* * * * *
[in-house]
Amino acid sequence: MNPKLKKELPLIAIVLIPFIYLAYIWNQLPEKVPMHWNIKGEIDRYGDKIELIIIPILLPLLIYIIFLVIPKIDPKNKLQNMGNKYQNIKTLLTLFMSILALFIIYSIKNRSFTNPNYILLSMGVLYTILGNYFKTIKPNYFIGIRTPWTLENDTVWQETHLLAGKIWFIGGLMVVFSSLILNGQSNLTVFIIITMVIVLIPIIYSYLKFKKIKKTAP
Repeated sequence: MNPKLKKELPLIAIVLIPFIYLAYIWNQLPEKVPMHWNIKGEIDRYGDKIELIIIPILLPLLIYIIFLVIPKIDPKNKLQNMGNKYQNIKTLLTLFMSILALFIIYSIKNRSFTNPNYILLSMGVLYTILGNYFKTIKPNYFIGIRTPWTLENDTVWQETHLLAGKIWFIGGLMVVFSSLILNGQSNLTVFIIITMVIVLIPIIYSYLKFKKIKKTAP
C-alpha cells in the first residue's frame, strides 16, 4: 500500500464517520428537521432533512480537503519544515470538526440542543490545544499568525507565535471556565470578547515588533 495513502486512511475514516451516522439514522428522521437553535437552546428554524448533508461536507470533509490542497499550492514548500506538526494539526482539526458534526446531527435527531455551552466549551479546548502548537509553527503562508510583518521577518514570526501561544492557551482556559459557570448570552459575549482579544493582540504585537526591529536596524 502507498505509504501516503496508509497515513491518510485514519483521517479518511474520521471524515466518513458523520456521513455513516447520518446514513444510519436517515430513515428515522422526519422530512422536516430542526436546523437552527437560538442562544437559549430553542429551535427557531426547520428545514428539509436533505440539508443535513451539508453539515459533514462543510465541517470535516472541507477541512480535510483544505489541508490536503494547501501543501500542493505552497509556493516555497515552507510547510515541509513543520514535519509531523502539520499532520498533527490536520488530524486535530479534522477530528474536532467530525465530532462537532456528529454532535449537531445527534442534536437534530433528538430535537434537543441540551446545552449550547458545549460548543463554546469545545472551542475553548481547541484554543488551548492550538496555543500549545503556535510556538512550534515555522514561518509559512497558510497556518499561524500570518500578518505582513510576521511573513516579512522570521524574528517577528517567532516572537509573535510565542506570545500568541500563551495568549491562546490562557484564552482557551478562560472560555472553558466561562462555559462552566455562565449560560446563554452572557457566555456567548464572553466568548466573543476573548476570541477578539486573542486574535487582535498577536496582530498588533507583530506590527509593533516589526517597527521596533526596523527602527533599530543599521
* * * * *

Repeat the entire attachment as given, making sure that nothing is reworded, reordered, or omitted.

[in-house]
Amino acid sequence: MNPKLKKELPLIAIVLIPFIYLAYIWNQLPEKVPMHWNIKGEIDRYGDKIELIIIPILLPLLIYIIFLVIPKIDPKNKLQNMGNKYQNIKTLLTLFMSILALFIIYSIKNRSFTNPNYILLSMGVLYTILGNYFKTIKPNYFIGIRTPWTLENDTVWQETHLLAGKIWFIGGLMVVFSSLILNGQSNLTVFIIITMVIVLIPIIYSYLKFKKIKKTAP
Repeated sequence: MNPKLKKELPLIAIVLIPFIYLAYIWNQLPEKVPMHWNIKGEIDRYGDKIELIIIPILLPLLIYIIFLVIPKIDPKNKLQNMGNKYQNIKTLLTLFMSILALFIIYSIKNRSFTNPNYILLSMGVLYTILGNYFKTIKPNYFIGIRTPWTLENDTVWQETHLLAGKIWFIGGLMVVFSSLILNGQSNLTVFIIITMVIVLIPIIYSYLKFKKIKKTAP
C-alpha cells in the first residue's frame, strides 16, 4: 500500500464517520428537521432533512480537503519544515470538526440542543490545544499568525507565535471556565470578547515588533 495513502486512511475514516451516522439514522428522521437553535437552546428554524448533508461536507470533509490542497499550492514548500506538526494539526482539526458534526446531527435527531455551552466549551479546548502548537509553527503562508510583518521577518514570526501561544492557551482556559459557570448570552459575549482579544493582540504585537526591529536596524 502507498505509504501516503496508509497515513491518510485514519483521517479518511474520521471524515466518513458523520456521513455513516447520518446514513444510519436517515430513515428515522422526519422530512422536516430542526436546523437552527437560538442562544437559549430553542429551535427557531426547520428545514428539509436533505440539508443535513451539508453539515459533514462543510465541517470535516472541507477541512480535510483544505489541508490536503494547501501543501500542493505552497509556493516555497515552507510547510515541509513543520514535519509531523502539520499532520498533527490536520488530524486535530479534522477530528474536532467530525465530532462537532456528529454532535449537531445527534442534536437534530433528538430535537434537543441540551446545552449550547458545549460548543463554546469545545472551542475553548481547541484554543488551548492550538496555543500549545503556535510556538512550534515555522514561518509559512497558510497556518499561524500570518500578518505582513510576521511573513516579512522570521524574528517577528517567532516572537509573535510565542506570545500568541500563551495568549491562546490562557484564552482557551478562560472560555472553558466561562462555559462552566455562565449560560446563554452572557457566555456567548464572553466568548466573543476573548476570541477578539486573542486574535487582535498577536496582530498588533507583530506590527509593533516589526517597527521596533526596523527602527533599530543599521